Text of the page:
user fees (the "benefits received" principle). The former is best
exemplified by the federal income tax; the latter, by federal and state
motor fuels taxes, which are earmarked for highway construction and
maintenance and other public transportation.
Most incidence analyses reflect a concern for how well the tax or
tax/expenditure system meets the "ability to pay" principle, which holds
that those with higher incomes should bear higher tax burdens. Here, it is
useful to distinguish among three different degrees of tax equity:
regressive, proportional, and progressive.
A tax is considered "regressive" when the tax burden as a share of income
increases as income decreases; "proportional," when the share of tax burden
relative to income remains constant for all income groups; and
"progressive," when the share of tax burden relative to income grows larger
as income increases. As such, taxes on alcohol and tobacco are considered
regressive (because consumption levels remain relatively flat as income
rises); a "flat" single-rate income tax (without any deductions or
exemptions) is considered proportional; and the federal tax on luxury
automobiles is considered progressive. Note that under either a proportional
tax or a progressive tax, the ability to pay principle may be satisfied,
because people with higher incomes pay more under either tax.
For practical purposes, most empirical incidence analyses are reduced to
measuring the effects of a single tax in isolation of all others, without
taking into account the effects of other taxes or any government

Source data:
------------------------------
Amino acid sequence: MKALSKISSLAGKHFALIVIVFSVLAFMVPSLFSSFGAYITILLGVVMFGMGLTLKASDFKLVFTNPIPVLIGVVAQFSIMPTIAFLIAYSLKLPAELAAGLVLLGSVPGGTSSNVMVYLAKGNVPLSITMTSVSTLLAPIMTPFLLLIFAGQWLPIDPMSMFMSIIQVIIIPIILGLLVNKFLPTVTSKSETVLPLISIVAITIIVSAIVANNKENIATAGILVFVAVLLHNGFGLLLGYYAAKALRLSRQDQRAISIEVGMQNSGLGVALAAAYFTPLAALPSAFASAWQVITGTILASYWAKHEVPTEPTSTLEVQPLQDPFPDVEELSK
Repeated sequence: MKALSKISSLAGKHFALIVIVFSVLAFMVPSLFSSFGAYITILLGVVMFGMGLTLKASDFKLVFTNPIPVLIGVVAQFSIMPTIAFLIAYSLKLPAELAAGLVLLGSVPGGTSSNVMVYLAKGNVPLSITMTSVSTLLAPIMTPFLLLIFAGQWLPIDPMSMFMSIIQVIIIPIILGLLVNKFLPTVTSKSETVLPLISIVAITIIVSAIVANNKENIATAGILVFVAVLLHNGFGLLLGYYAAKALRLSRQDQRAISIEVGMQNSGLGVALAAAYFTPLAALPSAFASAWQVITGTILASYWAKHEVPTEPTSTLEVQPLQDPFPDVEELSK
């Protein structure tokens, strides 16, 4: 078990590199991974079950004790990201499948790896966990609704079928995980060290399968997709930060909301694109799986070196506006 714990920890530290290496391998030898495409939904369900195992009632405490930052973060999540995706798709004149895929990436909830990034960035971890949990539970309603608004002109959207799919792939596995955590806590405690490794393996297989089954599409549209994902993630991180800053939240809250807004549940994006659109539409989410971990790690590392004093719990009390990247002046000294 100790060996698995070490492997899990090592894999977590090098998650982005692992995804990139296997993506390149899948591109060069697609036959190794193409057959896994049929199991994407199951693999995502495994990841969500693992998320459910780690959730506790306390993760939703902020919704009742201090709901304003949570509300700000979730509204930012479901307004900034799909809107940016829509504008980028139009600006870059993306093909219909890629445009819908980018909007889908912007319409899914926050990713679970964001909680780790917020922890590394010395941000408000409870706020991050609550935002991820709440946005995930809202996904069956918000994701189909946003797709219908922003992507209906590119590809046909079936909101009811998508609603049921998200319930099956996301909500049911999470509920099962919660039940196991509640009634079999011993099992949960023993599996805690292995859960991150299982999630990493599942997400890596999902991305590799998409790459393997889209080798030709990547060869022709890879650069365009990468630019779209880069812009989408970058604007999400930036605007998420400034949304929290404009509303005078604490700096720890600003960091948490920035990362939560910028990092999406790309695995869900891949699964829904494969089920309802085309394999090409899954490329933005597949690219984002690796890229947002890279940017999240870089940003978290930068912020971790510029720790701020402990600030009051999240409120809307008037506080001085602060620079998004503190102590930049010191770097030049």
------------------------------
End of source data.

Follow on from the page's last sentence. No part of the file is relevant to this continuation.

expenditures or transfers. Even here, however, economists must confront the
thorny problem of accurate income measurement. That is, the results can vary
depending upon whether income is measured at the individual or household
level, in terms of "current" or "lifetime," and whether it is "gross,"
"adjusted gross," or "taxable" income. This problem becomes particularly
difficult at the lower end of the income scale, where transfers–which are
not always susceptible to accurate quantification–make up a significant
portion of the income stream.
In addition, and equally complicated, is the problem of determining the
proper "shifting" assumptions–what portion of the tax is shifted to
consumers, what portion is shifted to labor, what portion is shifted to
capital, and what portion is exported out of state.
The shifting effects will depend on many things, including how producers
and consumers respond to price changes and whether a particular market is